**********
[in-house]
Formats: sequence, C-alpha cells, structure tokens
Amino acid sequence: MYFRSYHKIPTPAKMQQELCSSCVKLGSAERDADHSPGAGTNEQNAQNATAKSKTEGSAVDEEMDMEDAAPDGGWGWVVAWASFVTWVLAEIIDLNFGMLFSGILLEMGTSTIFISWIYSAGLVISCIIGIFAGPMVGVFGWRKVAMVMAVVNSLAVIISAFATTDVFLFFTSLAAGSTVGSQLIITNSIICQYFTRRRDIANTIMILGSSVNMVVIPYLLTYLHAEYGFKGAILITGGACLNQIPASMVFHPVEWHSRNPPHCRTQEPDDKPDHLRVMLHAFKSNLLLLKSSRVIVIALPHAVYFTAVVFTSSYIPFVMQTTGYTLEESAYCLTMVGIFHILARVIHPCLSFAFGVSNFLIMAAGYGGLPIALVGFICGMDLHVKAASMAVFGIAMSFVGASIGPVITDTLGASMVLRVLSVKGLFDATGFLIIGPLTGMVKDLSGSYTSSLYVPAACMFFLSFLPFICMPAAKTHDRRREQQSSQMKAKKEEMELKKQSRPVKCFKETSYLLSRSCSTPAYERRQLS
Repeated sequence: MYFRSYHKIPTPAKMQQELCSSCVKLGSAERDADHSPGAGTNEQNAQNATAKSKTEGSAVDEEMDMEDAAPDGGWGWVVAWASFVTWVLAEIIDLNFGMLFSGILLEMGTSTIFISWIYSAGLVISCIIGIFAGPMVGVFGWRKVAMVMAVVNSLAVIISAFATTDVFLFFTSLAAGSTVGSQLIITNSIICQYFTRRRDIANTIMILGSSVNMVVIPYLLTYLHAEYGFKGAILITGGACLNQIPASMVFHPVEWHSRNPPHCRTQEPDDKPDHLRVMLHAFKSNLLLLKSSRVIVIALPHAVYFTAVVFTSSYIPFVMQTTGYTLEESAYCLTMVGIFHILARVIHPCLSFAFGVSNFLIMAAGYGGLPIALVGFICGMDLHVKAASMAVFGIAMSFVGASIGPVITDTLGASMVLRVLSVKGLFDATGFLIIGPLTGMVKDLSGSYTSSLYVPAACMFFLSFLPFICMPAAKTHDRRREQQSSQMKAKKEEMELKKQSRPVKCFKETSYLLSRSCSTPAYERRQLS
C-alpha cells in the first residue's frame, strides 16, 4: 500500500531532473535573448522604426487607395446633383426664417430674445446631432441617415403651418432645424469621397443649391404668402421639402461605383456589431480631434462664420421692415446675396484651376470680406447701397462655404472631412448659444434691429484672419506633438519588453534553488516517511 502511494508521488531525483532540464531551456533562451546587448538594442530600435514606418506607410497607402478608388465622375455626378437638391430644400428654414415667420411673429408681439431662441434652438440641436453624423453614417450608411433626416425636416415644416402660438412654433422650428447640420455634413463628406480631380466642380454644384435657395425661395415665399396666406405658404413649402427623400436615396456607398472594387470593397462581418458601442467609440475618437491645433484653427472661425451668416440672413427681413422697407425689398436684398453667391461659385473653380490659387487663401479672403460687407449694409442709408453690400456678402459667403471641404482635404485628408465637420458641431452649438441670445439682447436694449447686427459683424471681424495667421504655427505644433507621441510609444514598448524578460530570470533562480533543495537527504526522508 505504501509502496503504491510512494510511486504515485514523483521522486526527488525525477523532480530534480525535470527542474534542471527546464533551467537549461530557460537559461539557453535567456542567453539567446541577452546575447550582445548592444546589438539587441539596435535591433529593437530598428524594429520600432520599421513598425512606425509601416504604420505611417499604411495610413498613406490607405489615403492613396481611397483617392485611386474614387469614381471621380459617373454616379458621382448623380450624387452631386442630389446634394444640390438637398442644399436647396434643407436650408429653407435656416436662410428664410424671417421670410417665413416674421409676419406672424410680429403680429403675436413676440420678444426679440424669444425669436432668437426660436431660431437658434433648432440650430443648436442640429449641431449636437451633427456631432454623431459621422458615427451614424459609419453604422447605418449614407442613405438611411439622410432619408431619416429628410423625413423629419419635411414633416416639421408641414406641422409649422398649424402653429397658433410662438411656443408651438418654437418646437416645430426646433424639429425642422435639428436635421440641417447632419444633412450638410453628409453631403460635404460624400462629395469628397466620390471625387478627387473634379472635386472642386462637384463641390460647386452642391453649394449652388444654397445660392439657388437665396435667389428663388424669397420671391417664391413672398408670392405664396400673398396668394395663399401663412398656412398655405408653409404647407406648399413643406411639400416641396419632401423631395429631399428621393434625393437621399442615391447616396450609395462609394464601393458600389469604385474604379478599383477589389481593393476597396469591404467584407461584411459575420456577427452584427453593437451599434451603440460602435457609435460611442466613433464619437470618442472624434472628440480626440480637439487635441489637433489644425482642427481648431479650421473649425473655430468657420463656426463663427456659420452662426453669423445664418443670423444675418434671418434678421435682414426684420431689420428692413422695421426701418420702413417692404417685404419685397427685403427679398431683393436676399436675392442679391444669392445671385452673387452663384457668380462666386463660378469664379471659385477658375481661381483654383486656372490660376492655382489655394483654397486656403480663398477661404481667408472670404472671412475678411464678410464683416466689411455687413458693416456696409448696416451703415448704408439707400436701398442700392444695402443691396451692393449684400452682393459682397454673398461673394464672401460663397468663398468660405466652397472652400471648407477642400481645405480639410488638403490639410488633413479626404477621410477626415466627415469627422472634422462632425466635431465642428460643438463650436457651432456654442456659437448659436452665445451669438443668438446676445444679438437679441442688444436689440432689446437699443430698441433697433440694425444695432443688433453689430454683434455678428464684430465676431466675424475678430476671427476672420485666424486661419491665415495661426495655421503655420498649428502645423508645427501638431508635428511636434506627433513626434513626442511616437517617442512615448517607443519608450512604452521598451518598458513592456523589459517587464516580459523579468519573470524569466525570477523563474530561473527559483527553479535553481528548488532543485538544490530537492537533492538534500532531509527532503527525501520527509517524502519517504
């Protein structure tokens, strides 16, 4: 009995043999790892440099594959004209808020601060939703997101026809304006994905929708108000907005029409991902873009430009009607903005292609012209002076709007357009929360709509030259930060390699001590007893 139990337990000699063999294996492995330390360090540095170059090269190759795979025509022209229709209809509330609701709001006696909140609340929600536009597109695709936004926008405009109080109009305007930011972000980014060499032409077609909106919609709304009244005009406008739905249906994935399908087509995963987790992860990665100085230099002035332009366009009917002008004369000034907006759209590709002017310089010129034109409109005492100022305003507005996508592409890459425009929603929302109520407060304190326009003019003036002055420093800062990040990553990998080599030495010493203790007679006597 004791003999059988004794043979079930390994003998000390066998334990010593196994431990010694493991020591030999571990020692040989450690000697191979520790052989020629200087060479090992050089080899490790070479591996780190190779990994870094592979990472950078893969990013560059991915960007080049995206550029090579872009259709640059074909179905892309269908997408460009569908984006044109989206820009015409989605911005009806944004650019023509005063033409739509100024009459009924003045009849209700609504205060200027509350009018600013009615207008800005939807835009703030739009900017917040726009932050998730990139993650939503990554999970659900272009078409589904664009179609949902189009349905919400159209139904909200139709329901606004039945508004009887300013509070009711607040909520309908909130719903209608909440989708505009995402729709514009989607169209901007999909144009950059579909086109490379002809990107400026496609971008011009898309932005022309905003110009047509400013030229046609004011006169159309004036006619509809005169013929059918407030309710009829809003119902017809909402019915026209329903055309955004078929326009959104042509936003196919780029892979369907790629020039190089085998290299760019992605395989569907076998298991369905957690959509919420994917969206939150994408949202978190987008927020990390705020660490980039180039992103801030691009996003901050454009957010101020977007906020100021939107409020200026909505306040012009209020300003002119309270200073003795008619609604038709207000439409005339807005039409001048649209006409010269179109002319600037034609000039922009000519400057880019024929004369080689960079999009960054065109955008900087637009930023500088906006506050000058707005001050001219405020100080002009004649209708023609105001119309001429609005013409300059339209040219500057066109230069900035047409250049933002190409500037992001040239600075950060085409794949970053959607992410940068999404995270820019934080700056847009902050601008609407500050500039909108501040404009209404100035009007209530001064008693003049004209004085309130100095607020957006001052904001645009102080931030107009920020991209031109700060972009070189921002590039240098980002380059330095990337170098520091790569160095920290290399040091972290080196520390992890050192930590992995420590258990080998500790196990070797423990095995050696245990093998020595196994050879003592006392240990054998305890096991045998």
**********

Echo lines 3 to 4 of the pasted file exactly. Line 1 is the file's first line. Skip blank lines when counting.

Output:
Amino acid sequence: MYFRSYHKIPTPAKMQQELCSSCVKLGSAERDADHSPGAGTNEQNAQNATAKSKTEGSAVDEEMDMEDAAPDGGWGWVVAWASFVTWVLAEIIDLNFGMLFSGILLEMGTSTIFISWIYSAGLVISCIIGIFAGPMVGVFGWRKVAMVMAVVNSLAVIISAFATTDVFLFFTSLAAGSTVGSQLIITNSIICQYFTRRRDIANTIMILGSSVNMVVIPYLLTYLHAEYGFKGAILITGGACLNQIPASMVFHPVEWHSRNPPHCRTQEPDDKPDHLRVMLHAFKSNLLLLKSSRVIVIALPHAVYFTAVVFTSSYIPFVMQTTGYTLEESAYCLTMVGIFHILARVIHPCLSFAFGVSNFLIMAAGYGGLPIALVGFICGMDLHVKAASMAVFGIAMSFVGASIGPVITDTLGASMVLRVLSVKGLFDATGFLIIGPLTGMVKDLSGSYTSSLYVPAACMFFLSFLPFICMPAAKTHDRRREQQSSQMKAKKEEMELKKQSRPVKCFKETSYLLSRSCSTPAYERRQLS
Repeated sequence: MYFRSYHKIPTPAKMQQELCSSCVKLGSAERDADHSPGAGTNEQNAQNATAKSKTEGSAVDEEMDMEDAAPDGGWGWVVAWASFVTWVLAEIIDLNFGMLFSGILLEMGTSTIFISWIYSAGLVISCIIGIFAGPMVGVFGWRKVAMVMAVVNSLAVIISAFATTDVFLFFTSLAAGSTVGSQLIITNSIICQYFTRRRDIANTIMILGSSVNMVVIPYLLTYLHAEYGFKGAILITGGACLNQIPASMVFHPVEWHSRNPPHCRTQEPDDKPDHLRVMLHAFKSNLLLLKSSRVIVIALPHAVYFTAVVFTSSYIPFVMQTTGYTLEESAYCLTMVGIFHILARVIHPCLSFAFGVSNFLIMAAGYGGLPIALVGFICGMDLHVKAASMAVFGIAMSFVGASIGPVITDTLGASMVLRVLSVKGLFDATGFLIIGPLTGMVKDLSGSYTSSLYVPAACMFFLSFLPFICMPAAKTHDRRREQQSSQMKAKKEEMELKKQSRPVKCFKETSYLLSRSCSTPAYERRQLS